Everybody knows there's no such thing as a free brunch. Well, almost everybody knows. Some 101 glaring exceptions showed up at the Washington Convention Center Sunday morning to do what Washingtonians do best: hail the Redskins and mingle with other canape-and- freebie snatchers. From the looks of the invitation, it's a wonder that another 100 finagling members of Congress, lobbyists, publicists and media groupies didn't turn up as well -- guests of Operation Flagship, the elaborate sting pulled off by U.S marshals and the police.

The guests who did come, as we all know now, arrived in full home-game regalia for what they thought would be a gala party, two tickets to the Redskins game and a drawing for 1986 season tickets and a one-week, all-expenses-pad trip to Super Bowl XX in New Orleans. But the big surprise was that 28 marshals and police officers arrested them. The arrested included 101 fugitives wanted in connection with more than 170 outstanding criminal arrest warrants in this area. These persons were responsible, as Police Chief Maurice T. Turner Jr. noted, "for a large percentage of the criminal offenses in our communities." Their arrest, he said, "will no doubt have an impact on our daily crime rate."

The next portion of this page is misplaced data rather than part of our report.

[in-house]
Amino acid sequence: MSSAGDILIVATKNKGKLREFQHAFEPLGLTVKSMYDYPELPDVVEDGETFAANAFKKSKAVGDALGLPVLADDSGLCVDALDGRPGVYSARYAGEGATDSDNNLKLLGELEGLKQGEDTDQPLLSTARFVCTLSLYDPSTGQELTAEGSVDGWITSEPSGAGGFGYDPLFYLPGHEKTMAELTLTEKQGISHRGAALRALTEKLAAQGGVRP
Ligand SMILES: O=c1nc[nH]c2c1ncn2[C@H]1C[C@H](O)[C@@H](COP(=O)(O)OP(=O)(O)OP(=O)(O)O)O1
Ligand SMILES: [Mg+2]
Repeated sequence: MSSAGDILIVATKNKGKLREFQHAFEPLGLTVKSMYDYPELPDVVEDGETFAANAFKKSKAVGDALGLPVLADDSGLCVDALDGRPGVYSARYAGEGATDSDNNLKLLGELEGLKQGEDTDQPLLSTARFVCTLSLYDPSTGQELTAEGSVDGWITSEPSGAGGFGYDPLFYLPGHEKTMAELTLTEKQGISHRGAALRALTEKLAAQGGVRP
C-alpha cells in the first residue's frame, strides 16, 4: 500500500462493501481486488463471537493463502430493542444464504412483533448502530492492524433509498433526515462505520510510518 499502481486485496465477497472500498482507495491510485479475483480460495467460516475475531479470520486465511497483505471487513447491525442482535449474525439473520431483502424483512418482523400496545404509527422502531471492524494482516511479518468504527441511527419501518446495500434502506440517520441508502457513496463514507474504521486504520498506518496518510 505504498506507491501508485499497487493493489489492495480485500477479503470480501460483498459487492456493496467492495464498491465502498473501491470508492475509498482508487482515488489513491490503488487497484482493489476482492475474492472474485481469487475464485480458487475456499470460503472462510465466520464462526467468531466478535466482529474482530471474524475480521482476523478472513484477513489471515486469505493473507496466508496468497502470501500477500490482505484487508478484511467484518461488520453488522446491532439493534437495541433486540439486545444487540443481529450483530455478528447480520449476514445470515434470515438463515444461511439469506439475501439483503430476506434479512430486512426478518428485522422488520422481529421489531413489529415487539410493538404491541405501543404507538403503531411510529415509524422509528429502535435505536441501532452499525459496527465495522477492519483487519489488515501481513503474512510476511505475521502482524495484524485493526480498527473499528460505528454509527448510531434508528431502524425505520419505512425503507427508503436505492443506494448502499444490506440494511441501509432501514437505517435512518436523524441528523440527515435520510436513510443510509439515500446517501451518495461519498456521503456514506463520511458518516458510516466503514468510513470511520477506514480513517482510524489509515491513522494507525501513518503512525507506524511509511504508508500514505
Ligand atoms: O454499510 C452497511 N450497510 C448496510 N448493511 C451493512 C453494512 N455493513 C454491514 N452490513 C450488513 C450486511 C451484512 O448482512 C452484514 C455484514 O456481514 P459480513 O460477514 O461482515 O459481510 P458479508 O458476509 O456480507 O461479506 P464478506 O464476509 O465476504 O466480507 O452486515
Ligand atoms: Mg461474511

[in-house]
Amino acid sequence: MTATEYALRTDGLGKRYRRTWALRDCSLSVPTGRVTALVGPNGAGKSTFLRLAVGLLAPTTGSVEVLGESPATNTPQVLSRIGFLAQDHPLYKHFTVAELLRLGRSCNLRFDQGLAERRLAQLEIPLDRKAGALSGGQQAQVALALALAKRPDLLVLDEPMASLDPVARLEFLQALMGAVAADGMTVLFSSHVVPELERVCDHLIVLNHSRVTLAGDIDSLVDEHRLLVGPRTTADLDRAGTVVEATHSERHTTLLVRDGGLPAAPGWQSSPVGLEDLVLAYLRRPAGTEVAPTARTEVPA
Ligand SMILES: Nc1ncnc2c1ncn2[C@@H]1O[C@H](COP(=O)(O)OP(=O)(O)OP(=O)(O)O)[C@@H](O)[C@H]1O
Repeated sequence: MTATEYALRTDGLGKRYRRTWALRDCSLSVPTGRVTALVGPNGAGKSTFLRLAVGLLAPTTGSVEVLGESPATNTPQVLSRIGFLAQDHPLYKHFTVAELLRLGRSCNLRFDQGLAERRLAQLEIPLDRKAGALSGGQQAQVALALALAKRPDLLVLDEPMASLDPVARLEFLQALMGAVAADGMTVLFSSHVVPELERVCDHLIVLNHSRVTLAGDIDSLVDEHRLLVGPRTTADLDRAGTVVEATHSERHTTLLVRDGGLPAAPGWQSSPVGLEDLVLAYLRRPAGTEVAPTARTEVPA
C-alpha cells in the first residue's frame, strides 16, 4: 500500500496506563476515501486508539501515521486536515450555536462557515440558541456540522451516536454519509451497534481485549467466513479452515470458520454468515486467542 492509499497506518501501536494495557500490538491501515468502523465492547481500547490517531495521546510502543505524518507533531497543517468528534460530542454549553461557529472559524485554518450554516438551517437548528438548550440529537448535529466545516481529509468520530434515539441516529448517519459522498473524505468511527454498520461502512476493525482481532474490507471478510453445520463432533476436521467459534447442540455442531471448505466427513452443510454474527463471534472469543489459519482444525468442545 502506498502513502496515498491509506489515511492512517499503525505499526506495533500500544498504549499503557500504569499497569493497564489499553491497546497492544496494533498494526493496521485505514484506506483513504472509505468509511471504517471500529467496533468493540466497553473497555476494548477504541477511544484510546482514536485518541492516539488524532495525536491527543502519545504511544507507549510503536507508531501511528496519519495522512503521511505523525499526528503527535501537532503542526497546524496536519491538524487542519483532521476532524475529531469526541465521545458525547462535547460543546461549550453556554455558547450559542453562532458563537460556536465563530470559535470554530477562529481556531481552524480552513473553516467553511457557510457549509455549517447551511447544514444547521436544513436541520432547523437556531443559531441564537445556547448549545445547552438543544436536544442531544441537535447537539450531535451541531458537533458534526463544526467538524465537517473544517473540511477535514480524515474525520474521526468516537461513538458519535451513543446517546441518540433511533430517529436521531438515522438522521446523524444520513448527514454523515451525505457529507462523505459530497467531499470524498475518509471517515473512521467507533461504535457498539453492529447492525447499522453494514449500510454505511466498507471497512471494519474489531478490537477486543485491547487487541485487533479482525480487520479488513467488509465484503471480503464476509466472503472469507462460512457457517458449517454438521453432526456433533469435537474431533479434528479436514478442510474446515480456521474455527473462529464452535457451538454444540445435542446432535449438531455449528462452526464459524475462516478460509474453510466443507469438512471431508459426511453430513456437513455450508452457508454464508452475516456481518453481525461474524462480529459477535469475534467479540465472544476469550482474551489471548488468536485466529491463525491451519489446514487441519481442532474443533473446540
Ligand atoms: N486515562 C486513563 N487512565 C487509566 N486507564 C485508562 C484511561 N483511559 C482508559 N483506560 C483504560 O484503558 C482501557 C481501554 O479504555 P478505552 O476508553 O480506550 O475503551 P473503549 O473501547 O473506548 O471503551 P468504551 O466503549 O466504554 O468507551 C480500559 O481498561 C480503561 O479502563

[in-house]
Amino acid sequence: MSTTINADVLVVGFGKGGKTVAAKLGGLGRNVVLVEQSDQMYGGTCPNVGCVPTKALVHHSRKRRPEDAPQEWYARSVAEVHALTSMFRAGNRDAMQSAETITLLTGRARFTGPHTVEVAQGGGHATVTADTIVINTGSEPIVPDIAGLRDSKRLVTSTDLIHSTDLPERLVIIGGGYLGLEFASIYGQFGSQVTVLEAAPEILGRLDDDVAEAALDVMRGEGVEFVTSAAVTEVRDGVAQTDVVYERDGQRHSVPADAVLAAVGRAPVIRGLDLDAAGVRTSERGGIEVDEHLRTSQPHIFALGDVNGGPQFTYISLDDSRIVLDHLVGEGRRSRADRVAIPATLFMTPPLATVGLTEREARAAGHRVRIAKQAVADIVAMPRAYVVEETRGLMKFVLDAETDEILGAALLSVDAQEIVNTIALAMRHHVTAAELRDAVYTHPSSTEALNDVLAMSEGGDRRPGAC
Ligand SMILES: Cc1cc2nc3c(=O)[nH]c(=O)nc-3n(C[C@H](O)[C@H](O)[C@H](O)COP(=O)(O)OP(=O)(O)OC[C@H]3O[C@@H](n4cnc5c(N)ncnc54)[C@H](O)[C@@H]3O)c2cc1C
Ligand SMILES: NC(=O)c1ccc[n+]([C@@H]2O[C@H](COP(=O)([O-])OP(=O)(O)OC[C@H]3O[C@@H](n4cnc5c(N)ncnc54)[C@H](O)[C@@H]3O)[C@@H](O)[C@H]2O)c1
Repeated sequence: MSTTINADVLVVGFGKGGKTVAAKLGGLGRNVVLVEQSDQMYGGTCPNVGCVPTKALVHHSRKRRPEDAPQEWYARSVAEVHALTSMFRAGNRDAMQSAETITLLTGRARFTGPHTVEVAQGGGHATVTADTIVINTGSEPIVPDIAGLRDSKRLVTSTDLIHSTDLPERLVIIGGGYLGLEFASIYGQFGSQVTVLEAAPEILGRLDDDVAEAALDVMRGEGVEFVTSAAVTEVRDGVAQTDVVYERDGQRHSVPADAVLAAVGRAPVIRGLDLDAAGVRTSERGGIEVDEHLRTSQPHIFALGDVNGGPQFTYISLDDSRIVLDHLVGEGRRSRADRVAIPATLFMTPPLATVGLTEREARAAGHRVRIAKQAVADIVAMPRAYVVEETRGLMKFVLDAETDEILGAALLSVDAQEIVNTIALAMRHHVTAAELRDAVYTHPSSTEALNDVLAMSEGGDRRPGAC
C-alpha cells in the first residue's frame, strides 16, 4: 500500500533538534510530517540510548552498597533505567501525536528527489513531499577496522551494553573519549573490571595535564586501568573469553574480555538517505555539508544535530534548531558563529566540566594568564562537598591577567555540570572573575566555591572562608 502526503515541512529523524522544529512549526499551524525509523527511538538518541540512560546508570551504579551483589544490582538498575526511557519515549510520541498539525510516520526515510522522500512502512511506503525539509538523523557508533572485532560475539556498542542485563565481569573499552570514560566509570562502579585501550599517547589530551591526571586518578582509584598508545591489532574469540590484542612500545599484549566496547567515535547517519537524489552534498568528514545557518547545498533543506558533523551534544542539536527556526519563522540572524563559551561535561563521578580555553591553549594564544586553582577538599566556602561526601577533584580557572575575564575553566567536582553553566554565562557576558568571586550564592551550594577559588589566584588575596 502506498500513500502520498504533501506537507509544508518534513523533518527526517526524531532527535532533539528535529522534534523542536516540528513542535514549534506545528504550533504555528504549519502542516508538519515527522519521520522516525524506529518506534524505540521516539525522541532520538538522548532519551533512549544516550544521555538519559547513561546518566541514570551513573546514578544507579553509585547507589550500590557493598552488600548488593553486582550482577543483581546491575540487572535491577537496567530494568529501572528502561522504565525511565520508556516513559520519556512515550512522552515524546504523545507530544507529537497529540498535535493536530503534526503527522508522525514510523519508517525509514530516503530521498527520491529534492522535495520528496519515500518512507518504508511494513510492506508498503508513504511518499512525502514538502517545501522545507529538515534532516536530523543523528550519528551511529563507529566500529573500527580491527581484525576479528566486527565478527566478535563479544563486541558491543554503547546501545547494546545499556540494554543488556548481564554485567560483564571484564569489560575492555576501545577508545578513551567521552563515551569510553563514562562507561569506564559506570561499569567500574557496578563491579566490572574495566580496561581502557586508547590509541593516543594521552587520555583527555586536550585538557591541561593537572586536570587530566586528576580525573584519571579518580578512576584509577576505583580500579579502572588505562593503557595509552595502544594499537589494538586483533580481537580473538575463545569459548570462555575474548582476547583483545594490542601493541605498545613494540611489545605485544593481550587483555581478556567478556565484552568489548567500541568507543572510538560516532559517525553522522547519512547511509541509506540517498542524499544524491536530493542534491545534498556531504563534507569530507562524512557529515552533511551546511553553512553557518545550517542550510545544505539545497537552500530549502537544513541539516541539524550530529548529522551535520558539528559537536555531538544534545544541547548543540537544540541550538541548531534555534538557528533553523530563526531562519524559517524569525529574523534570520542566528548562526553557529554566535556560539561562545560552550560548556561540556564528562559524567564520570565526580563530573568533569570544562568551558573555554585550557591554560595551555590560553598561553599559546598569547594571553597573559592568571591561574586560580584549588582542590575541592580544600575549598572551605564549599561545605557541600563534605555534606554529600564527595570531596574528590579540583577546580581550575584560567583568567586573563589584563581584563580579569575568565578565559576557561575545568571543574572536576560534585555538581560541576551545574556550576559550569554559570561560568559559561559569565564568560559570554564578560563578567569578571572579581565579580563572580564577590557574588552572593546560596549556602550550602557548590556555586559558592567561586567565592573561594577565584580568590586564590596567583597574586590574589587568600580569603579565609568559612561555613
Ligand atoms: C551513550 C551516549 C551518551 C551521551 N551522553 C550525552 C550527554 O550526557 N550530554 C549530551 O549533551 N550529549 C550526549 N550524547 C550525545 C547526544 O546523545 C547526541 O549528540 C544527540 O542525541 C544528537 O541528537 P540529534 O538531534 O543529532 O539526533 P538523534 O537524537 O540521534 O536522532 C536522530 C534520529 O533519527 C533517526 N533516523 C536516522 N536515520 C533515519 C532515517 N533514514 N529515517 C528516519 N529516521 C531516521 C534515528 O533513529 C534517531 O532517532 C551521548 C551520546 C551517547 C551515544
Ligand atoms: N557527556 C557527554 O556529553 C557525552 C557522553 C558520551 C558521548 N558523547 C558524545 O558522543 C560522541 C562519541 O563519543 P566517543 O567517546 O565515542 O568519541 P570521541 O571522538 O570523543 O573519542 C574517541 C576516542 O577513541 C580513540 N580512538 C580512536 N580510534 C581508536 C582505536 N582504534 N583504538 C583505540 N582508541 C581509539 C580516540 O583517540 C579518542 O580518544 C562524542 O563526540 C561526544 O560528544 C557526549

That remains to be seen, but let us hope so. It is important to note here that these party guests were not entrapped into committing any crime. They were merely inveigled into making themselves available to law officers looking for them on the basis of the following: 15 warrants for assault, five for robbery, six for burglary, four for escape, 19 for bond default or bail violation, 18 for narcotics violations, 59 for probation or parole violation and 41 for a variety of charges from rape to arson to forgery. Some party.

It was reportedly the brainchild of Toby Roche, chief deputy U.S. marshal at the U.S. District Court in Washington. Also credited for directing the bash is Robert Leschorn, senior inspector of the Marshal Services Enforcement Operations Division. Maybe the guests didn't have a good time -- but more than a few can count on doing some.